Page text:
In the beginning, in those early Rethymno days of Ashtanga, it was only my German student and me doing the chant, then gliding wordlessly into a mere five or ten minutes of meditation. The morning practitioners were meanwhile gathering outside the glass doors, chatting and socialising. I remember finding this to be so weird: How could people, gathered to do some strong spiritual work of yoga, meditation, whatever you want to call it — how could they start their practice with chit-chat? Had they no sense of what they were tossing away, or cutting themselves off from? I did not yet know “yoga culture” (and, it must be said, what I was experiencing was the Western face of it, commodified mainly as exercise). I was a little bit idealistic about things, believing that we were all in this to deepen the tools of meditative insight. And for many — maybe for most! — the endorphinic satiety of a post-yoga bliss mode was as close as they might be willing to go. And that’s OK. I just did not know it yet.

Kristina began joining us in the early-morning sessions, before she engaged the hard labor of giving hands-on physical “adjustments” to what would become a roomful of strong, sweating machines engaged in all sorts of intense physical and mental effort. She entered the room physically drained and exhausted, a mother of three who’d usually been kept up late being the passionately devoted mother she was. Freshly showered, her hair still wet, she definitely carried the appearance of someone clearly still squeezed empty, physically and mentally, from the previous day’s constant teaching-exertions; again, giving very intensive, full-armed, person-by-person adjustments of every sort of body from every sort of culture, practicing at every sort of “skill-level” (bad term), in what would sometimes be up to three separate classes held every single day. Some very senior practitioners would visit her from other countries, needing her experienced eye and arms to lift their practice to another level. And she always gave her all. The result was a lemon fully pressed out, first thing in the morning, as my German student and I breathed out deeply the infinite six-syllable breath-length treasure of “Ommmmmmmmmmm~ maniiiiiiiiiiiiiiiiiiiii~ padmeee hummmmmmmmmmmmmmmmmmmmmm………..”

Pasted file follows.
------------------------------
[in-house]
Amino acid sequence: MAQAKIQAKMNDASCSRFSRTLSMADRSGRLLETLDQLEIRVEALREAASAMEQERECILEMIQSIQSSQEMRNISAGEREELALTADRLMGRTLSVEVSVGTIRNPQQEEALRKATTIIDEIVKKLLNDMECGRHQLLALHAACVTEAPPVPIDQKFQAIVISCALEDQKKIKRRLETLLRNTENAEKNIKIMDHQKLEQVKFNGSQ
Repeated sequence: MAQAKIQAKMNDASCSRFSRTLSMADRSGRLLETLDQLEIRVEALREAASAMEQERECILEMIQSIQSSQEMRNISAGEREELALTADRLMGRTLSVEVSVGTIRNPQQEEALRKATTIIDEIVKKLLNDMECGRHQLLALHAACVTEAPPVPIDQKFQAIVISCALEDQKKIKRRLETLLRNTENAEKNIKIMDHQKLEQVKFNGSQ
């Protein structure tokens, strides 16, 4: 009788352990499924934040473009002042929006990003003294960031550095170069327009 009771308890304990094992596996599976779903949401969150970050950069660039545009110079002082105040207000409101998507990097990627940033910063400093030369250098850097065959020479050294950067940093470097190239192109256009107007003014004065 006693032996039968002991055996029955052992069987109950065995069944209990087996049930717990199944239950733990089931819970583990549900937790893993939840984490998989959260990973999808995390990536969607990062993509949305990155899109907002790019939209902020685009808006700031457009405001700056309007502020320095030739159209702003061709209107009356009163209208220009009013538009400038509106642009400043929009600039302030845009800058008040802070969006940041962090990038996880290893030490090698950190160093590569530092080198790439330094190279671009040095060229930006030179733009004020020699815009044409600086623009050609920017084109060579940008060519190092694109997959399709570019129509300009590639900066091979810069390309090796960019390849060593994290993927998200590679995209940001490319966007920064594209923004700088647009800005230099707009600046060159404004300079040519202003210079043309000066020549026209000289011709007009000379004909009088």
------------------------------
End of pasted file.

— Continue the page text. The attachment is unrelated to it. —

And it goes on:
From this chant, and glided into meditation, I began teaching Zen in Greece. Now is the tenth year of training and teaching Zen here. The practice of Ashtanga bloomed inside, meanwhile, and a small group of Greek (and international) students blossomed up in Greece from the roots of this simple effort to develop a yoga practice which would reinvigorate my Zen. Now, work in Greece has equalled the amount of time and energy given to building the work in Germany or elsewhere. We have translated The Compass of Zen into Greek, and every year a not-small number of Greeks make the trip to Regensburg to do deeper immersion in the intensive retreats at the Zen Center. We have a strong core effort based out of Synthesis Center Athens, and until the very doorway of the pandemic, we were hosting there retreats which were packed with a waiting list. Clearly, there is strong existential hunger here for the practice!

Over the years, my connection with Ashtanga practice has waxed and waned a bit. (I am exceptionally talented in the arts of extreme laziness.) But I am recently reconnecting, and it feels good again, exactly ten years on. And I’m feeling very grateful.

Again.

These photos were taken by a photographer when I travelled to give some talks in Belgrade before the pandemic. She was hired by a yoga studio there to do some publicity for the studio, and came in while I was practicing alone one day before giving a public Dharma talk. If you can actually believe it, I release these photos under extreme mortification and embarrassment, if only for a few to feel inspired to know what a totally lazy good-for-nothing sometime-meditator can possibly hope to accomplish for himself, over the age of 50, to better his health and general all-around well-being, with just a little consistent effort, some great practicing friends, persistence, and not a little fear of the toll he has always been wreaking on the mind-body machine. Formal mistakes abound in the photos — Kristina would have so much to correct me for, not the least of which is even releasing these shots themselves. But there — it’s done. Zen Master Seung Sahn’s admonition “Don’t make anything!” was never so egregiously flouted.

All photos by Djurdjica Vali Crnić.